Multiple-choice versus short-response items: Differences in omit behavior

Matters, Gabrielle & Burnett, Paul C. (1999) Multiple-choice versus short-response items: Differences in omit behavior. Australian Journal of Education, 43(2), pp. 117-128.

[img] Pending publisher's permission (PDF 661kB)
Published Version.
Administrators only | Request a copy from author


The overall rate of omission of items for 28,331 17 year old Australian students on a high stakes test of achievement in the common elements or cognitive skills of the senior school curriculum is reported for a subtest in multiple choice format and a subtest in short response format. For the former, the omit rates were minuscule and there was no significant difference by gender or by type of school attended. For the latter, where an item can be 'worth' up to five times that of a single multiple choice item, the omit rates were between 10 and 20 times that for multiple choice and the difference between male and female omit rate was significant as was the difference between students from government and non-government schools. For both formats, females from single sex schools omitted significantly fewer items than did females from co-educational schools. Some possible explanations of omit behaviour are alluded to.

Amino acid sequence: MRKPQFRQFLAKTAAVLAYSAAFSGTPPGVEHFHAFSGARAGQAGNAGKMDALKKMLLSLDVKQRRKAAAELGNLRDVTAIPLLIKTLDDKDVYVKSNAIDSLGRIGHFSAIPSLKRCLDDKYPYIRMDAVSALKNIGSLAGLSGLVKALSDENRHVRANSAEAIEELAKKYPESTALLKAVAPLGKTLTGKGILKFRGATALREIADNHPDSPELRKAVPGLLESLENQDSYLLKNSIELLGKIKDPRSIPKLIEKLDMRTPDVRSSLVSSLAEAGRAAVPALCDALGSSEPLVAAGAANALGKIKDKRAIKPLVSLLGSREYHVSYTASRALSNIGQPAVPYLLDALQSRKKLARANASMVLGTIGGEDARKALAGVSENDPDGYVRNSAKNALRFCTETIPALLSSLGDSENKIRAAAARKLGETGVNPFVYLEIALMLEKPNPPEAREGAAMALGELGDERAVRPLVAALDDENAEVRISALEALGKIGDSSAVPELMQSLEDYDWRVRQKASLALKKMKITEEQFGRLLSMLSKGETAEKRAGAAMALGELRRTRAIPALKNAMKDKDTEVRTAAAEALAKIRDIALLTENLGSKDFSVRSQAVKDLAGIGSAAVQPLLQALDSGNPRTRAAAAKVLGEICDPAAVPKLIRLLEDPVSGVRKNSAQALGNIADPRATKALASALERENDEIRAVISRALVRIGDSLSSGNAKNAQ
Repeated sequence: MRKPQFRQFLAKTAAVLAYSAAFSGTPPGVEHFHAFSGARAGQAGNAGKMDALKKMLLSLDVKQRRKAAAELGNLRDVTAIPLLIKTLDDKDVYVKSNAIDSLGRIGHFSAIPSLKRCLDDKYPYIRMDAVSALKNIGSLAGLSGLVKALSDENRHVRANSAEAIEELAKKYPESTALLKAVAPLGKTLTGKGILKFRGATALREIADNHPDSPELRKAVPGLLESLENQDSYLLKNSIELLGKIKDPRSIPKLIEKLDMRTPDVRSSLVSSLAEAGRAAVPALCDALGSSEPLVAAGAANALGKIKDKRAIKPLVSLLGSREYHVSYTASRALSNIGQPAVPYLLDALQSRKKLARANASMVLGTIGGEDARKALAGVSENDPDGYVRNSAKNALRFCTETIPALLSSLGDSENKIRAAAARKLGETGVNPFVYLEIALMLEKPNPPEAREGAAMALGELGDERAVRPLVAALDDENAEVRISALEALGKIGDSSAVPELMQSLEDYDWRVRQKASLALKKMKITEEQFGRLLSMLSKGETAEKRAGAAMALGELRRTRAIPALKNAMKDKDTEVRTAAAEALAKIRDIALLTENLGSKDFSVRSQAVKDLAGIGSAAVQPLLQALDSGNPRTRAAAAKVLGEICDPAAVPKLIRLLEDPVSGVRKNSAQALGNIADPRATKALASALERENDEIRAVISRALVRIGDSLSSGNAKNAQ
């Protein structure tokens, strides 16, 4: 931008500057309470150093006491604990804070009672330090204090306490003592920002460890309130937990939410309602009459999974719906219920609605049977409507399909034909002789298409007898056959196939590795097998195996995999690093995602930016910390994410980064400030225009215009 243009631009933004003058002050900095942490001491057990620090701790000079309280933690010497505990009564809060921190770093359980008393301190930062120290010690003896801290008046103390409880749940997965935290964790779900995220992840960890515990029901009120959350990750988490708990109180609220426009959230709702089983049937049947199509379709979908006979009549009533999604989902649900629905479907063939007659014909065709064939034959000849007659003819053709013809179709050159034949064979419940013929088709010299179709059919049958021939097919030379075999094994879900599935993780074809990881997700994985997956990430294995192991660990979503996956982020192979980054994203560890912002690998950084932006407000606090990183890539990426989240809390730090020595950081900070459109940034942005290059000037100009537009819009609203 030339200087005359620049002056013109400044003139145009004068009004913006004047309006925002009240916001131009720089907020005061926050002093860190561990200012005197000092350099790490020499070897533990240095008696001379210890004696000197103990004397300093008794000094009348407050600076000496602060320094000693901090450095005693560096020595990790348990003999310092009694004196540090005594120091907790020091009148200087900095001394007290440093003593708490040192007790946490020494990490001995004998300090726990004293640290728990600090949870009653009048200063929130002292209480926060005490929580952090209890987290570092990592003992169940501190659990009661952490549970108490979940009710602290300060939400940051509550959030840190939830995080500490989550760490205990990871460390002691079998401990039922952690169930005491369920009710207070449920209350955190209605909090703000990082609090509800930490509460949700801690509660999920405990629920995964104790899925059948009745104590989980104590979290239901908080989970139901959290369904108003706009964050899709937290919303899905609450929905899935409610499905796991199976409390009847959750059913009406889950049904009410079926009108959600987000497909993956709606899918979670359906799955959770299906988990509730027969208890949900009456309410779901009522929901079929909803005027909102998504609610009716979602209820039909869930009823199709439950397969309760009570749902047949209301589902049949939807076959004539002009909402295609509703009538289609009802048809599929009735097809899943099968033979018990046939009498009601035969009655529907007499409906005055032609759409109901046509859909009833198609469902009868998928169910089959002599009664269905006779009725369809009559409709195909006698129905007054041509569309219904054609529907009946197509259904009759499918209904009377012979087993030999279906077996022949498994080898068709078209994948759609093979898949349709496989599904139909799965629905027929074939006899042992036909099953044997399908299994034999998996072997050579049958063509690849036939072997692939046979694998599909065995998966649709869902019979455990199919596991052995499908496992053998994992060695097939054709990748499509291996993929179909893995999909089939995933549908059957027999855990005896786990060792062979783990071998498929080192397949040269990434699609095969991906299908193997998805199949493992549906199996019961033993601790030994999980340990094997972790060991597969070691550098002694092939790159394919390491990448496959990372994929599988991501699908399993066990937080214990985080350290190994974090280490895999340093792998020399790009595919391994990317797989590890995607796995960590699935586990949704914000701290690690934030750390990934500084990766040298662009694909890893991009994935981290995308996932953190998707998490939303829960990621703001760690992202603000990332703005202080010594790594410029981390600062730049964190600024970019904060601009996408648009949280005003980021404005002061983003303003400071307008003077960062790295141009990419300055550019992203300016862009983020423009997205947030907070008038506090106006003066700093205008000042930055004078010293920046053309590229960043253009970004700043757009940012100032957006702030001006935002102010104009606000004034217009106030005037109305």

Impact and interest:

3 citations in Scopus
Search Google Scholar™
3 citations in Web of Science®

Citation counts are sourced monthly from Scopus and Web of Science® citation databases.

These databases contain citations from different subsets of available publications and different time periods and thus the citation count from each is usually different. Some works are not in either database and no count is displayed. Scopus includes citations from articles published in 1996 onwards, and Web of Science® generally from 1980 onwards.

Citations counts from the Google Scholar™ indexing service can be viewed at the linked Google Scholar™ search.

ID Code: 27115
Item Type: Journal Article
Refereed: Yes
Additional URLs:
Keywords: Multiple choice, Short Response, Assessment , Omit Behaviour
ISSN: 0004-9441
Divisions: Current > QUT Faculties and Divisions > Division of Research and Commercialisation
Copyright Owner: Copyright 1999 Australian Council for Educational Research
Deposited On: 31 Aug 2009 03:20
Last Modified: 09 Jun 2010 13:59

Export: EndNote | Dublin Core | BibTeX

Repository Staff Only: item control page